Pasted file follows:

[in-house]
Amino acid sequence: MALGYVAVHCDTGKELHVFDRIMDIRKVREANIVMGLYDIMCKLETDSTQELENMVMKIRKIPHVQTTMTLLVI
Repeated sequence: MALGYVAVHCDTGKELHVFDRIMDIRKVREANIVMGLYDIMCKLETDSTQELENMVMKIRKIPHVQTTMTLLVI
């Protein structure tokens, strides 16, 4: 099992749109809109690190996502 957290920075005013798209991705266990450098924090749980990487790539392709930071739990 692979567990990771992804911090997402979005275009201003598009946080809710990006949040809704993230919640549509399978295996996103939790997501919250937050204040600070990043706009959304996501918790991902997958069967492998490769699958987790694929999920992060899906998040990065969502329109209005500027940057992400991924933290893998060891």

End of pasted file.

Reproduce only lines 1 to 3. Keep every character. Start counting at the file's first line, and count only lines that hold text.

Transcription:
[in-house]
Amino acid sequence: MALGYVAVHCDTGKELHVFDRIMDIRKVREANIVMGLYDIMCKLETDSTQELENMVMKIRKIPHVQTTMTLLVI
Repeated sequence: MALGYVAVHCDTGKELHVFDRIMDIRKVREANIVMGLYDIMCKLETDSTQELENMVMKIRKIPHVQTTMTLLVI